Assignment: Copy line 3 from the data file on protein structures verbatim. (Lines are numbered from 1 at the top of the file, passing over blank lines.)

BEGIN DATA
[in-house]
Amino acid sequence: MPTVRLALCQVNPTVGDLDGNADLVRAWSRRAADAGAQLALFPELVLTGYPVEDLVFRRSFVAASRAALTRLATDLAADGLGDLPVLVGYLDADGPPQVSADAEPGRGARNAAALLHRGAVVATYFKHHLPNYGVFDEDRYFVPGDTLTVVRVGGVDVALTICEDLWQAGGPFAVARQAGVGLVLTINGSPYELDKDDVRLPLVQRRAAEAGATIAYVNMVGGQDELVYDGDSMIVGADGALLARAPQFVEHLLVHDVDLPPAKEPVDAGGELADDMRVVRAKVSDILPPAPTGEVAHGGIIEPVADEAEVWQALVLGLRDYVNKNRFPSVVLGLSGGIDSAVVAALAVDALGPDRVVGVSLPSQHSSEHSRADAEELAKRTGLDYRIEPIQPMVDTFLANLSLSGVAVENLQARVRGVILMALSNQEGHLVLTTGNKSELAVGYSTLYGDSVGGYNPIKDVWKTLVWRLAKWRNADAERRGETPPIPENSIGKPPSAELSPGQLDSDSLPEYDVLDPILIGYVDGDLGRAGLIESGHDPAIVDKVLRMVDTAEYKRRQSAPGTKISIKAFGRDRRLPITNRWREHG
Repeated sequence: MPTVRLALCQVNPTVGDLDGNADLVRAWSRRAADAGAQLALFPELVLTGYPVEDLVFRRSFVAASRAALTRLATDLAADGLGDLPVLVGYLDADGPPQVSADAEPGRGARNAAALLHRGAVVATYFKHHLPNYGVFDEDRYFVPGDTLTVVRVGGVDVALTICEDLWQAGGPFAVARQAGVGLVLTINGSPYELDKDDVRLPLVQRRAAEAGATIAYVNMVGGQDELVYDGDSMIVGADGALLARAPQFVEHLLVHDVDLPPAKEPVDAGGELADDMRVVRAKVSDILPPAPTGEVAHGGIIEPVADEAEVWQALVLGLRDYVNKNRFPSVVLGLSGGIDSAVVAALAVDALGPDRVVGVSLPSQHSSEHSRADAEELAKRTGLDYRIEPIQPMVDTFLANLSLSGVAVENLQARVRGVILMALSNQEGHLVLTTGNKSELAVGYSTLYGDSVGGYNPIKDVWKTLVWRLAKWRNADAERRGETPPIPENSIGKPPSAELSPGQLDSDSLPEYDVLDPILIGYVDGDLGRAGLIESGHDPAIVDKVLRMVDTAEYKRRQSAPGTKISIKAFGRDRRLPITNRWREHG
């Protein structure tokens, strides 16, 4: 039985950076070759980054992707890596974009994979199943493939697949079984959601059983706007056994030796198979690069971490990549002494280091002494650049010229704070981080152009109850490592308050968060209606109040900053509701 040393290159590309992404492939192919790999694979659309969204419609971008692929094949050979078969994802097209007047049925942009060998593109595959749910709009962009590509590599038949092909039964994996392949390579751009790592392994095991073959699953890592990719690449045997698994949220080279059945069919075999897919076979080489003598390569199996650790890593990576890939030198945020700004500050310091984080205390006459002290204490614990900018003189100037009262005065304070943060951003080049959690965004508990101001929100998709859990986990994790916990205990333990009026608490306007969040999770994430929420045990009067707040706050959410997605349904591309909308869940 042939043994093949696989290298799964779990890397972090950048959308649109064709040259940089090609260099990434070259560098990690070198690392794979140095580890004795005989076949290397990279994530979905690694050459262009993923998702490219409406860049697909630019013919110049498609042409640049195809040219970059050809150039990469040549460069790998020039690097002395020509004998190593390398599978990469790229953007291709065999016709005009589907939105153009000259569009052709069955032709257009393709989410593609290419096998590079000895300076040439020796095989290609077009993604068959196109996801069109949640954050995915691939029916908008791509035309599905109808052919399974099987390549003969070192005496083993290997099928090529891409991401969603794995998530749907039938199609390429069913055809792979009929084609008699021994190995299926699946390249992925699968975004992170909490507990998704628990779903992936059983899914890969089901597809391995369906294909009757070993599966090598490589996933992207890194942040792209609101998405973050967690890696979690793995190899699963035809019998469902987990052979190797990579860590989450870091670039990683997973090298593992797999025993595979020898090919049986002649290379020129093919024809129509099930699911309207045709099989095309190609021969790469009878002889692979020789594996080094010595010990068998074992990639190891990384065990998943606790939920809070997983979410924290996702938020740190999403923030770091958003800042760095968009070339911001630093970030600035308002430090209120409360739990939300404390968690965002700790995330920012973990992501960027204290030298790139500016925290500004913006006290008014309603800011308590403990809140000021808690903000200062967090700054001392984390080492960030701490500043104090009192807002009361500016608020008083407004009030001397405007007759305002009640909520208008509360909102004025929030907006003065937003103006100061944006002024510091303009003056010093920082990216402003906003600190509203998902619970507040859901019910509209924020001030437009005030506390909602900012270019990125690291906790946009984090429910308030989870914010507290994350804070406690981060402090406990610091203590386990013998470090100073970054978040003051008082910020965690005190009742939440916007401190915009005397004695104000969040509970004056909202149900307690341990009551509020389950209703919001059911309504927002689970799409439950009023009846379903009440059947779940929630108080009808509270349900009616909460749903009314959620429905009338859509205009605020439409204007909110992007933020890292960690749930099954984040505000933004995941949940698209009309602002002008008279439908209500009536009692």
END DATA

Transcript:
Repeated sequence: MPTVRLALCQVNPTVGDLDGNADLVRAWSRRAADAGAQLALFPELVLTGYPVEDLVFRRSFVAASRAALTRLATDLAADGLGDLPVLVGYLDADGPPQVSADAEPGRGARNAAALLHRGAVVATYFKHHLPNYGVFDEDRYFVPGDTLTVVRVGGVDVALTICEDLWQAGGPFAVARQAGVGLVLTINGSPYELDKDDVRLPLVQRRAAEAGATIAYVNMVGGQDELVYDGDSMIVGADGALLARAPQFVEHLLVHDVDLPPAKEPVDAGGELADDMRVVRAKVSDILPPAPTGEVAHGGIIEPVADEAEVWQALVLGLRDYVNKNRFPSVVLGLSGGIDSAVVAALAVDALGPDRVVGVSLPSQHSSEHSRADAEELAKRTGLDYRIEPIQPMVDTFLANLSLSGVAVENLQARVRGVILMALSNQEGHLVLTTGNKSELAVGYSTLYGDSVGGYNPIKDVWKTLVWRLAKWRNADAERRGETPPIPENSIGKPPSAELSPGQLDSDSLPEYDVLDPILIGYVDGDLGRAGLIESGHDPAIVDKVLRMVDTAEYKRRQSAPGTKISIKAFGRDRRLPITNRWREHG